... Some studies have documented negative effects involved with dating: 45% of past-year online daters endorsed frustration with their dating experiences (Pew Research Center, 2020); dating rejection increased hostility among men (Andrighetto et al., 2019); strong beliefs in soulmates (i.e., predestined compatibility between partners) were associated with more "ghosting" behavior (e.g., ambiguous rejection without explanation; Freedman et al., 2019); and uncertainty about partner motivations and playing "hard-to-get" were related to lower perceived attractiveness of potential dating partners (Birnbaum et al., 2018(Birnbaum et al., , 2020Birnbaum & Reis, 2012;Jonason & Li, 2013). Some qualitative studies have also explored how daters may deal with conflict through avoidant communication (James-Kangal & Whitton, 2019), how narratives about early stages of relationships are often marked by confusion and uncertainty (Banker et al., 2010), and how ghosting can be a problematic relationship dissolution strategy (LeFebvre et al., 2019;LeFebvre & Fan, 2020). Taken together, these studies suggest a need to characterize events that could be construed as dating stressors and to determine if they are meaningfully related to outcomes such as mental health. ...
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There is limited research on dating stress, or stressful experiences related to the dating process (e.g., inconsistent communication, sudden lack of response, and rude behavior). Little attention has been given to classifying stressors involved with the pursuit of potential partners from initial contact to relationship formation. In the current study, we developed a novel measure for such experiences, the Inventory of Dating Stress (IDS). We investigated the factor structure and preliminary construct validity for the IDS in an online sample of adults ( n = 478). Results revealed a reliable four-factor structure (Mixed Signals, Mismatch, Ambiguous Rejection, and Harassment) across 18 items and the IDS demonstrated initial construct validity. Overall, the current study offers evidence of preliminary psychometric support for the IDS as a measure of dating stress.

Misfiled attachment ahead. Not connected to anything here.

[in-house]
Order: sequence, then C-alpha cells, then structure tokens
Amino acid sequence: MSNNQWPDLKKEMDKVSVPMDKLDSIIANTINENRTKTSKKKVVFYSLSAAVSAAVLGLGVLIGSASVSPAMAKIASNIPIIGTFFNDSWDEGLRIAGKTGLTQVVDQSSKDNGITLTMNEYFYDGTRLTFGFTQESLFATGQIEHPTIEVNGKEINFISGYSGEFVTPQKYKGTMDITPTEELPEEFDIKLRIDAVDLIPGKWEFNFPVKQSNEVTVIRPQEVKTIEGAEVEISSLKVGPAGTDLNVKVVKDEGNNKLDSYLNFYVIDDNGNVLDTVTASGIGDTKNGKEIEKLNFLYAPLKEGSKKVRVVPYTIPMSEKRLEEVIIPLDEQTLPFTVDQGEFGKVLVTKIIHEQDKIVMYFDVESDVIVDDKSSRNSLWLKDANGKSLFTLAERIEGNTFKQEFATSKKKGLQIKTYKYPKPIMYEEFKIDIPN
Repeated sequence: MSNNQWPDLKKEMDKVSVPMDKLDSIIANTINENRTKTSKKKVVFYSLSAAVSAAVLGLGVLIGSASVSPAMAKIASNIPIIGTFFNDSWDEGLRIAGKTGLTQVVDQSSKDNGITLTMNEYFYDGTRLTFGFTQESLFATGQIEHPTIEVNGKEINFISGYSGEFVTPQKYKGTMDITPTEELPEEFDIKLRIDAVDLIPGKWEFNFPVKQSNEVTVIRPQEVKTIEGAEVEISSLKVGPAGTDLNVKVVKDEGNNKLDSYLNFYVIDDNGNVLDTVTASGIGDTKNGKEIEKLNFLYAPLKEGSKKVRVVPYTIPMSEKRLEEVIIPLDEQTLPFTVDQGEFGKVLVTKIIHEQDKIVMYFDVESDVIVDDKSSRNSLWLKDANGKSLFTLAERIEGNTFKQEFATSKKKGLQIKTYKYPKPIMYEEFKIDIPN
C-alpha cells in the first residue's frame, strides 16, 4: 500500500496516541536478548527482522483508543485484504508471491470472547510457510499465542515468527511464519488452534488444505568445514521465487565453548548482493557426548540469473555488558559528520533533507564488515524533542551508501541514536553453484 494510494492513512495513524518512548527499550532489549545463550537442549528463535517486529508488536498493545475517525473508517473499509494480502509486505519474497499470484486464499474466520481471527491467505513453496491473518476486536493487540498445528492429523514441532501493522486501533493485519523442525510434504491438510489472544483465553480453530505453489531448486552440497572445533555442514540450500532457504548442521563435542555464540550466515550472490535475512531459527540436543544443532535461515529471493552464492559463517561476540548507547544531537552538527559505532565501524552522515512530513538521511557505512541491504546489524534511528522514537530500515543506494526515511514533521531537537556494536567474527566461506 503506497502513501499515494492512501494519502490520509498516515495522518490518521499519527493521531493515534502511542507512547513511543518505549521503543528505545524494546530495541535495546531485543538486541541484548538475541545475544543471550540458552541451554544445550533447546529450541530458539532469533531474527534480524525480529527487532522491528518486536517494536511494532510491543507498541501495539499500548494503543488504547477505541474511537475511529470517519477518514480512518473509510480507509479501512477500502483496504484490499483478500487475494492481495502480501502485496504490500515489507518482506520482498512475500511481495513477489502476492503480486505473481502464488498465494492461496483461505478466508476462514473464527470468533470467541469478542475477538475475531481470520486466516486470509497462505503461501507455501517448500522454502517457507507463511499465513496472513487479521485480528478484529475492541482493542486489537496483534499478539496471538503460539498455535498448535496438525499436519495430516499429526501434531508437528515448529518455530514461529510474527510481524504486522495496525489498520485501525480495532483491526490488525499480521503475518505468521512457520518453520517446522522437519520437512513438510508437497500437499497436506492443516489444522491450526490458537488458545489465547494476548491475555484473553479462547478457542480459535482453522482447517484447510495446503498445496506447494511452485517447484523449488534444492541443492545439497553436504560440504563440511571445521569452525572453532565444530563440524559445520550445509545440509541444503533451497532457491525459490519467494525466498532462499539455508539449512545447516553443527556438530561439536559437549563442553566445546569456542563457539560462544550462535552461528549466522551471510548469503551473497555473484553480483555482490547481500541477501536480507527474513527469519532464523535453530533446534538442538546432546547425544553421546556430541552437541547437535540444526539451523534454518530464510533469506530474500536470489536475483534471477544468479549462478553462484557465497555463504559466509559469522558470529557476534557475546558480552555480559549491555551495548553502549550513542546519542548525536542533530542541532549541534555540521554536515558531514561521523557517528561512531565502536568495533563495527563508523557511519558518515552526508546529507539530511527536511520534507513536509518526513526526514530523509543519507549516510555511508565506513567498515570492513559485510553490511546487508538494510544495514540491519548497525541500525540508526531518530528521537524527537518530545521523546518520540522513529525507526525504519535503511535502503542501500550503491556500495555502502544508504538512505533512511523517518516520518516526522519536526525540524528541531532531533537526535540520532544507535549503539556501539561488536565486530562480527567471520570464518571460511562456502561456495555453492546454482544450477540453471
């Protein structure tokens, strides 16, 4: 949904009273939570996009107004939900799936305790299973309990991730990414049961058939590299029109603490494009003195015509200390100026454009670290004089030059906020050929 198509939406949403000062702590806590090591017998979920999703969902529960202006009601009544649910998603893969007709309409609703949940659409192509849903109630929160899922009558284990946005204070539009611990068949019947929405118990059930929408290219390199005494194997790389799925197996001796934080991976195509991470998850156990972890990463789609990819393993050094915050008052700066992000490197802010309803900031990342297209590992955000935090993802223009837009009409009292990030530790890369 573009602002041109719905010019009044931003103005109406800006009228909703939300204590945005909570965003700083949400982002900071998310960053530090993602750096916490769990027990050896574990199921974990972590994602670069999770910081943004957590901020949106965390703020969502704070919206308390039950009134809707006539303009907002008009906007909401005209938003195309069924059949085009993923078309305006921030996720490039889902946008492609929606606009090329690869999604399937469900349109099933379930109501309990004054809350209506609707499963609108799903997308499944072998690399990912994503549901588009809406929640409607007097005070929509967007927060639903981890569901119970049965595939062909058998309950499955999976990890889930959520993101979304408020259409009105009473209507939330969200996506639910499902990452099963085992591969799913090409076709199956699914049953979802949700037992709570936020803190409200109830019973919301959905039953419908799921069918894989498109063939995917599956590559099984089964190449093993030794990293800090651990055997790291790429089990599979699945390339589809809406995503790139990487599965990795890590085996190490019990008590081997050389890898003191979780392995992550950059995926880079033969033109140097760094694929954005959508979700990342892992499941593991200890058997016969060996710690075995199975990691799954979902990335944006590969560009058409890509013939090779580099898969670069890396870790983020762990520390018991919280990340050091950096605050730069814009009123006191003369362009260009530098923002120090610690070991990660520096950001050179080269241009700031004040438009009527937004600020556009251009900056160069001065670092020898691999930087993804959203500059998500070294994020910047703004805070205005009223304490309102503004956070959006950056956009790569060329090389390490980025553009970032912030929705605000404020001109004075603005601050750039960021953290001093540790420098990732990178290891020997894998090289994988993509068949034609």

... The technological boom of the 21st century has introduced new ways of relationship termination and ghosting is one of these new break-up strategies. Ghosting first came about in 2006 on Urban Dictionary and since has entered dating vernacular, especially that of young adults (LeFebvre, et al., 2019). Ghosting is defined as "a relatively common and an indirect form of relationship termination where one person simply stops communicating with the other and often 'unfriends' and 'unmatches' them on social media" (Jonason, et al., 2021, p. 2). ...
... With the advent of complex social technology has come an entirely new way to communicate and meet, and therefore new ways to form and terminate romantic relationships (LeFebvre, et al., 2019). At the forefront of this are dating apps and dating websites, as well as social media. ...
... Digital environments are associated with less depth in connections, less life satisfaction, and more loneliness, which only worsen with the experience of something like ghosting (Navarro, et al., 2020). Several participants of a study done by LeFebvre, et al. (2019) even tell stories of finding out they were ghosted by seeing a former partner's relationship status on social media change. This is perhaps because behaviors considered rude or unacceptable in a face-to-face context can be enabled by the anonymity and ease provided by electronically mediated communication, especially in online dating (Timmermans, et al., 2020). ...
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Utilizing the Narrative Paradigm (Fisher, 1984) and thematic analysis (Braun & Clarke, 2006), the present study seeks to explore and analyze stories of being ghosted from the perspective of young adults and to identify the themes that may animate these experiences. Recorded qualitative interviews with 21 young adults who had previously been ghosted resulted in 4 emergent themes: a) justifications b) confusion over responsibility c) avoiding future vulnerability and d) contribution of technology. Findings are consistent with previous research concerning ghosting and attachment theory, destiny beliefs, implicit theories of relationships, the role of technology, and more. Directions for future research and limitations of the present study are discussed.